How do courts assess a serious misconduct that deprives the sales agent of its right to termination indemnities?
The sales agent status is much talked and written about these days!
After having ruled on the determination of the place of performance of a sales agency contract, the Cour de Cassation (French Supreme Court) has been recently asked to consider the concept of serious misconduct that deprives a sales agent of its right to termination indemnities.
When the contractual relationship between a sales agent and its principal is terminated, Article L.134-12 of the French Commercial Code stipulates that “the sales agent is entitled to termination indemnities to compensate for the loss suffered”. Yet, a serious misconduct on the part of the agent will deprive it of its right to termination indemnities, as per Article L.134-13 of the same Code.
In a decision dated July 9, 2013, the Cour de Cassation recalled that the serious misconduct is a misconduct that adversely affects the common purpose of the common interest mandate between the sales agent and the principal and that makes it impossible to maintain the contractual relationship. This principle being reaffirmed, the trial judges must assess on a case-by-case basis whether the misconduct is so serious that it should deprive the sales agent of its right to termination indemnities.
In the commented decision, a company terminated the sales agency contract that had been entered into with its sales agent. The agent initiated proceedings and sought the payment of commissions and termination indemnities.
Hearing the case for the first time, the Court of Appeals considered that the agent’s failure to meet the sales targets that had been agreed upon by the parties did not constitute per se a serious misconduct on the part of the agent and, consequently, ordered the principal to pay termination indemnities to the latter.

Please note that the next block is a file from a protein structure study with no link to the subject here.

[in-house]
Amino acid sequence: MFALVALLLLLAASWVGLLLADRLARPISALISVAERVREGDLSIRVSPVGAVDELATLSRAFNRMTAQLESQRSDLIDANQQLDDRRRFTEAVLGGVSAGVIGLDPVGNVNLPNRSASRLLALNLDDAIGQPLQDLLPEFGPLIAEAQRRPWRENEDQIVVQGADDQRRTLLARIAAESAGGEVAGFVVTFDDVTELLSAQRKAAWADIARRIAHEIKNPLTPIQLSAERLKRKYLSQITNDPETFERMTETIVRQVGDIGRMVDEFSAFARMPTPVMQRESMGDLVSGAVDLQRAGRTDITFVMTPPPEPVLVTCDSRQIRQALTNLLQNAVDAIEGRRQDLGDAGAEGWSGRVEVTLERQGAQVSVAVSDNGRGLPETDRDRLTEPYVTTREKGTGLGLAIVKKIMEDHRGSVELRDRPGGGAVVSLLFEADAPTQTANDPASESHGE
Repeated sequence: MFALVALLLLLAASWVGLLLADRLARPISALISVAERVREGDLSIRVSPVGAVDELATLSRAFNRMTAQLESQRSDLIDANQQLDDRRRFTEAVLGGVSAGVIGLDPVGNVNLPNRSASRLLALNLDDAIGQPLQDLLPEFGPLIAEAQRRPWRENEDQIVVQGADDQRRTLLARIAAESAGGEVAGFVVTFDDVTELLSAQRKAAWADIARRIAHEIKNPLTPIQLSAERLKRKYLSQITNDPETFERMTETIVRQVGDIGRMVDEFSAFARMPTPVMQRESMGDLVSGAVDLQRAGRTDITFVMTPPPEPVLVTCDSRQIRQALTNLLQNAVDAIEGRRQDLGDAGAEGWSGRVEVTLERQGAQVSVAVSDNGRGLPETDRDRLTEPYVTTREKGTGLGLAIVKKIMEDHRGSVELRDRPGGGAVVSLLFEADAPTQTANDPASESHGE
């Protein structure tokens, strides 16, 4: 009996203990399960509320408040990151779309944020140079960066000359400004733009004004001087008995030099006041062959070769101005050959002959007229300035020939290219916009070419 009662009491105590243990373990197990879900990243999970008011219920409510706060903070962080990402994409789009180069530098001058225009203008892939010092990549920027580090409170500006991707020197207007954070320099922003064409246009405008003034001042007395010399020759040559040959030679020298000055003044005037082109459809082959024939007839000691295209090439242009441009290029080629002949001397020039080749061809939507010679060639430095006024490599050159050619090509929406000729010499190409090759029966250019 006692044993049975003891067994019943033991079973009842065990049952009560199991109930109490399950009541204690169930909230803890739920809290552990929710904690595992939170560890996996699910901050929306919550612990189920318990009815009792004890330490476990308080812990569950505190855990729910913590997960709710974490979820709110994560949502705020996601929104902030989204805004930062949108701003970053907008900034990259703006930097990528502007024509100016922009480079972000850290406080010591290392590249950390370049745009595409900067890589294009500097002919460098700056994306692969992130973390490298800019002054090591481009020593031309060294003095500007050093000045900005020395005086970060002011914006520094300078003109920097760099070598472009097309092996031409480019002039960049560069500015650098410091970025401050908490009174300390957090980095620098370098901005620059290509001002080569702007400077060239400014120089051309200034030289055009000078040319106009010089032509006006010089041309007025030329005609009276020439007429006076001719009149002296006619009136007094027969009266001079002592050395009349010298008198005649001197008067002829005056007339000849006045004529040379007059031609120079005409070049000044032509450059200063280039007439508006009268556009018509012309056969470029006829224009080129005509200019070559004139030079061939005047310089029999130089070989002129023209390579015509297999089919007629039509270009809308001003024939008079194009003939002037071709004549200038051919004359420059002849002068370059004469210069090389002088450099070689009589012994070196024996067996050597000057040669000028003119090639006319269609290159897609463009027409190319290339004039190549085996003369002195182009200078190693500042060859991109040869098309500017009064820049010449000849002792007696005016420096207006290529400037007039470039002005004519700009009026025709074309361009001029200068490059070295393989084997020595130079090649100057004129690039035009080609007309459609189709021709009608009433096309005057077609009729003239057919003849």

The Cour de Cassation then reversed the judgment of the Court of Appeals. It held that the Court of Appeals had failed to ascertain whether the facts stated by the principal were likely to qualify a serious misconduct, whereas the principal had notably brought the agent’s attention to the non-achievement of the sales targets and the seriousness of the situation that jeopardized the survival of the chain operated by the principal. It remanded the case to the same Court of Appeals.
The Court of Appeals, hearing the case for a second time, acknowledged the existence of a serious misconduct on the part of the agent and held that such serious misconduct was established not because the sales targets had not been achieved but because the business generated for the principal by the agent was so small that it was likely to jeopardize the survival of the chain operated by the principal.
In addition, the Court of Appeals found that the sales agent (i) had failed to state the services/works performed under the agency contract as well as the encountered difficulties that could have explained its poor performance, and (ii) had not improved its practices after the principal had explained it that such poor performance caused serious difficulties that jeopardized the survival of the chain.
The sales agent decided to appeal against this second appellate judgment.
The Cour de Cassation held that the Court of Appeals had this time failed to establish the existence of any precise and concrete breach of its obligations by the sales agent. In other words, the sales agent had not committed a breach that would meet the requalification as serious misconduct.
Moreover, the Cour de Cassation ruled that it was up to the principal to prove the agent’s serious misconduct.
The Cour de Cassation’s position is quite difficult to understand: initially, the Court of Appeals ruled that there had not been a serious misconduct on the part of the agent and its judgment was reversed because the Cour de Cassation considered that it had not sufficiently explained why the agent’s behavior was not constitutive of a serious misconduct; then, the Court of Appeals ruled that there had been a serious misconduct on the part of the agent and its judgments was also reversed because the Cour de Cassation considered that it has not sufficiently characterized such misconduct!
It is therefore necessary to be very cautious when assessing the existence of a serious misconduct and it is necessary to be able to establish what concrete and precise facts are constitutive of a breach of the agent’s obligations, and to what extent such breach adversely affects the common purpose of the mandate and makes it impossible to maintain the contractual relationship.
 Commercial Chamber of Cour de Cassation, May 14, 2013, n°11-26.631: the Cour de Cassation, asked to determine the territorially competent court to adjudicate a dispute arising from or in connection with a commercial agency contract, had to rule on the place of performance of the agency contract in question. Cf. our June 2013 e-newsletter.
 Commercial Chamber of Cour de Cassation, July 9, 2013, n°11-23.528.
 Cf. Commercial Chamber of Cour de Cassation, October 15, 2002, n°00-18.122.